Robert Seydel: “Out of context, discovered, at once obscure and revealing”

News Section, Reviews

December 29th, 2014

 

(Review) A Picture Is Always a Book by Robert Seydel

ENTROPY

A Picture Is Always a Book by Robert Seydel

DENNIS JAMES SWEENEY

Originally published December 29, 2014

 

Out of context, A Picture Is Always a Book is a collection of 70-something typewritten poems on yellowed pieces of paper colored with crayons and paints, their words sometimes smashed in prose blocks, sometimes spread across the page with dashes of color and ghostly stick figures, abstract shapes, and star stamps scattered between them.

The text itself varies wildly. While mostly given to experimental sentence structures that evade meaning in the same moment they begin to approach it, Seydel’s sentences bounce from the plainspoken—

What i imagine is a bench to sit on.

to the surreal—

An air that is of bird & of duffballs & rabbits, & an air simultaneously of porridge.

to nonsensical and linebroken—

& i wld go as
a cat who goes
like elephant
& even where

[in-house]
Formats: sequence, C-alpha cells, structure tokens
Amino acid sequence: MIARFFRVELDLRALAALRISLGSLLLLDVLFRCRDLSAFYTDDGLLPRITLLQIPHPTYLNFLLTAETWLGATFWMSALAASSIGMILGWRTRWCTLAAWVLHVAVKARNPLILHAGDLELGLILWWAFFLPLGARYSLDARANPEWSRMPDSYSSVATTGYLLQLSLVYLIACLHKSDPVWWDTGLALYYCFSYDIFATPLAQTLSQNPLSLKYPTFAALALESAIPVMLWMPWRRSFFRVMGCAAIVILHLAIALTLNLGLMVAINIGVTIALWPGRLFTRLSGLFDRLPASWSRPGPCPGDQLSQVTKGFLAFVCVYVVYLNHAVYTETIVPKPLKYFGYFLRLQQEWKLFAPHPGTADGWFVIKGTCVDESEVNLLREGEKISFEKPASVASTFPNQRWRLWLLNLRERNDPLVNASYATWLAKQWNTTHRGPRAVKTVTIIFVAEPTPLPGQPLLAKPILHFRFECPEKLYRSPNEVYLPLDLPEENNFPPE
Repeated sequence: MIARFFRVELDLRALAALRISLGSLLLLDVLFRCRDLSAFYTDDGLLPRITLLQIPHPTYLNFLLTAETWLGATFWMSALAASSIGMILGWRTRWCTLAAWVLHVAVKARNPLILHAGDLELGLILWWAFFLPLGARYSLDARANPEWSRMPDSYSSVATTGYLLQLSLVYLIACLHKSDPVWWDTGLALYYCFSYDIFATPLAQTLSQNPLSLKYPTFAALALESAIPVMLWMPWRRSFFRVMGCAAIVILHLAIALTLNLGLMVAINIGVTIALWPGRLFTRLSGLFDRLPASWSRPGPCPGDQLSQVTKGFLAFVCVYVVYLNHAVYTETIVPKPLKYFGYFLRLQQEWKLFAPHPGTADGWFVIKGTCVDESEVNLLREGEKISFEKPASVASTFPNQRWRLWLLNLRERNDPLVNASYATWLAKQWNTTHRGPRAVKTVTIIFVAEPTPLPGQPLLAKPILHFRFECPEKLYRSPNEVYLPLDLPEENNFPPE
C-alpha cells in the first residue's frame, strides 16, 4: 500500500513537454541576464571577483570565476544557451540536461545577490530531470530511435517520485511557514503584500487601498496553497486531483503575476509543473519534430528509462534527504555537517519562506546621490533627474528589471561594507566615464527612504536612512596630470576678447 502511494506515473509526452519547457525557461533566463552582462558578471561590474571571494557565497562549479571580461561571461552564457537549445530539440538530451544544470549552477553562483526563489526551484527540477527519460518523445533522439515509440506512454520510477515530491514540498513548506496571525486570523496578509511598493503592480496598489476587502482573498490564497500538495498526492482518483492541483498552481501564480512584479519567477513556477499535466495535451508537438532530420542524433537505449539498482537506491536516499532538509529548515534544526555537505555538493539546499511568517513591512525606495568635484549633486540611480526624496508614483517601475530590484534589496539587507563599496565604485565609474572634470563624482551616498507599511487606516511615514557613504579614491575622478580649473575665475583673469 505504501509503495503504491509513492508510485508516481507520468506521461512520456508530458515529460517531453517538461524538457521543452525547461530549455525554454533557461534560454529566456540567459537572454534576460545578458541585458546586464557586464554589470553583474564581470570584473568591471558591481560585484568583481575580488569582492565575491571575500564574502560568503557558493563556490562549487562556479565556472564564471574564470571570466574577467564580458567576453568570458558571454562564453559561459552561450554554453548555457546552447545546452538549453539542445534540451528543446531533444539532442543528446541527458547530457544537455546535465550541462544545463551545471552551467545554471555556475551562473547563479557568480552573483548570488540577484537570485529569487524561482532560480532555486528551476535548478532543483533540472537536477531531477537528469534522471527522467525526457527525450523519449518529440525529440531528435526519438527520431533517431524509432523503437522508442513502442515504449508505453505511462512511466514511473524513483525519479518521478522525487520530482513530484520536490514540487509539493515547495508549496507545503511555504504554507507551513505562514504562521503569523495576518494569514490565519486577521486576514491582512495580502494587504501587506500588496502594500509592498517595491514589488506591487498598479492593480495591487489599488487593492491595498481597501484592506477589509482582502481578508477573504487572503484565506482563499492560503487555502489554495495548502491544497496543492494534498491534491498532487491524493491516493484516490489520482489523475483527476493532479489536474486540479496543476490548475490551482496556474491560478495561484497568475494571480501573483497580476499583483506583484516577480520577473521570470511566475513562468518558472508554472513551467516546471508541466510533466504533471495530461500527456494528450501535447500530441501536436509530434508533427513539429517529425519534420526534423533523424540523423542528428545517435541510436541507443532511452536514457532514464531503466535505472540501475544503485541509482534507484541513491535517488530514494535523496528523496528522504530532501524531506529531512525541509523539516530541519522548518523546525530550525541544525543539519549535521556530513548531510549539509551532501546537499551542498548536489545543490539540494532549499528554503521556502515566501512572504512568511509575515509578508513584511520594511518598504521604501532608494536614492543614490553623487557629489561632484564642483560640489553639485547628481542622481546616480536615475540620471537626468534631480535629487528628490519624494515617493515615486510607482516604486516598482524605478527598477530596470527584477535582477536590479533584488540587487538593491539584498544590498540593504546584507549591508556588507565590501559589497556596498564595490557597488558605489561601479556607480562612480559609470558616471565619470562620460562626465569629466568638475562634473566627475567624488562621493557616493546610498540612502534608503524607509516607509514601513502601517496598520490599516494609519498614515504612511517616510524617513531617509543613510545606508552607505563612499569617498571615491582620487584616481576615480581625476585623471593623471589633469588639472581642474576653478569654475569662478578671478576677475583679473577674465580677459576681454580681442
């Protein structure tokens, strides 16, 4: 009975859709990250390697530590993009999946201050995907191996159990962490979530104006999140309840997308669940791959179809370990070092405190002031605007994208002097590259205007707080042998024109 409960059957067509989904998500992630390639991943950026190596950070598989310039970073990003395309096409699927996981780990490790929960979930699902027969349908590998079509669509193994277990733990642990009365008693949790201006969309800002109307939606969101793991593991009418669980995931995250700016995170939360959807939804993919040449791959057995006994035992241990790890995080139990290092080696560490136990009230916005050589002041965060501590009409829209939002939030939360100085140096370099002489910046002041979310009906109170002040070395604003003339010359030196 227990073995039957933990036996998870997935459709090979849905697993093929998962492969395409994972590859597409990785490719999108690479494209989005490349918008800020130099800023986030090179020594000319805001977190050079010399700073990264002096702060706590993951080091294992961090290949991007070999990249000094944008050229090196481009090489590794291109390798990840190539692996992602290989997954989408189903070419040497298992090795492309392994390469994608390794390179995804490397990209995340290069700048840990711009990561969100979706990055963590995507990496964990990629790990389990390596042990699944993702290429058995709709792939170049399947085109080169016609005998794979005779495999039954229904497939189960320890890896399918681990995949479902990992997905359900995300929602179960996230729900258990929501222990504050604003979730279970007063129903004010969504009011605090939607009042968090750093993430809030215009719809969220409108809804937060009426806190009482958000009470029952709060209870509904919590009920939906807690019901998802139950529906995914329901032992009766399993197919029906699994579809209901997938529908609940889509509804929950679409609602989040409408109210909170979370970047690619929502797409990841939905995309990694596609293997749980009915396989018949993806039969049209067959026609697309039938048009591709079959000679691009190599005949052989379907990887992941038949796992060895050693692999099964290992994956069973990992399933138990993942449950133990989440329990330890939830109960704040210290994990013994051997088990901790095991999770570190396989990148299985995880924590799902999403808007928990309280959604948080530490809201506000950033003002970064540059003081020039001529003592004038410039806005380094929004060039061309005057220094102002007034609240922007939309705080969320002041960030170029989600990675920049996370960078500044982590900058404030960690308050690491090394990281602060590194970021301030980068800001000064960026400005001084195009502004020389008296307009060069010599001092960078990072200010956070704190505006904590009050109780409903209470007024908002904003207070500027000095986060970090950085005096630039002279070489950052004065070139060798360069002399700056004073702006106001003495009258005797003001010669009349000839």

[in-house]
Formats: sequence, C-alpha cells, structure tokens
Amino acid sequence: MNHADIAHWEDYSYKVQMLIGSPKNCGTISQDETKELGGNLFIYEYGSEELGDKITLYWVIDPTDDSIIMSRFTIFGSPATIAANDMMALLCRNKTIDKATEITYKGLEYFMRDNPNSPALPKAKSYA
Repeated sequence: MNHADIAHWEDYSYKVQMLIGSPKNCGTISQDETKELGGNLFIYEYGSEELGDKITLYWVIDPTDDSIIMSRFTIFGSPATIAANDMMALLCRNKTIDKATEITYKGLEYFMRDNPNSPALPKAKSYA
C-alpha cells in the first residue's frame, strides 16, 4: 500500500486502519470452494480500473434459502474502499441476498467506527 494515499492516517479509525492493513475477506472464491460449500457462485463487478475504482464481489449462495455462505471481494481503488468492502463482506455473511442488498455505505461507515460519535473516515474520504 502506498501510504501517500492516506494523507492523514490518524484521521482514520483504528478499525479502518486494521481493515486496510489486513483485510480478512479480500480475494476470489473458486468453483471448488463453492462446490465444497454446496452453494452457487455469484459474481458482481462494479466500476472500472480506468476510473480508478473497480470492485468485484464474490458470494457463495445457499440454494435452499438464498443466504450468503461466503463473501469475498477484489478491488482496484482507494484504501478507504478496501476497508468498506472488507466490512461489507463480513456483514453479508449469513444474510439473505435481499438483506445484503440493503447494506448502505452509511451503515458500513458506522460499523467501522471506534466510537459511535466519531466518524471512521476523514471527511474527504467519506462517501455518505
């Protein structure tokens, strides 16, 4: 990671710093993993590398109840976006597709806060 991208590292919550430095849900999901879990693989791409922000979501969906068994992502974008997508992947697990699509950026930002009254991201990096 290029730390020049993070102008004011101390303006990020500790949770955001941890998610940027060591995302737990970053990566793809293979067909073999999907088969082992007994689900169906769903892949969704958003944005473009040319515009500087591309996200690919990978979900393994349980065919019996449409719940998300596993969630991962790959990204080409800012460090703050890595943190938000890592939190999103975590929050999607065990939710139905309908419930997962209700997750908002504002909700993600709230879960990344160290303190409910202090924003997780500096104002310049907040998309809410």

wood crackles
i am knot
& it is night

all in the space of a single page, in this case titled “(early dec.).” The poems read like the ravings of a person who is at once very disconnected from reality and very attentive to whatever she perceives instead of reality. The childlike drawings that dot the pages, the rips and repairs with tape that are retained in the facsimiles, the wavery, imperfectly aligned typewriter, the references to mundane activities like working at the bank and walking the streets of Queens—all of these coalesce to give us the sense of an outsider artist pounding out mildly brilliant pages that remain undiscovered for years until she dies and a relative finds them packed away in an old chest somewhere.

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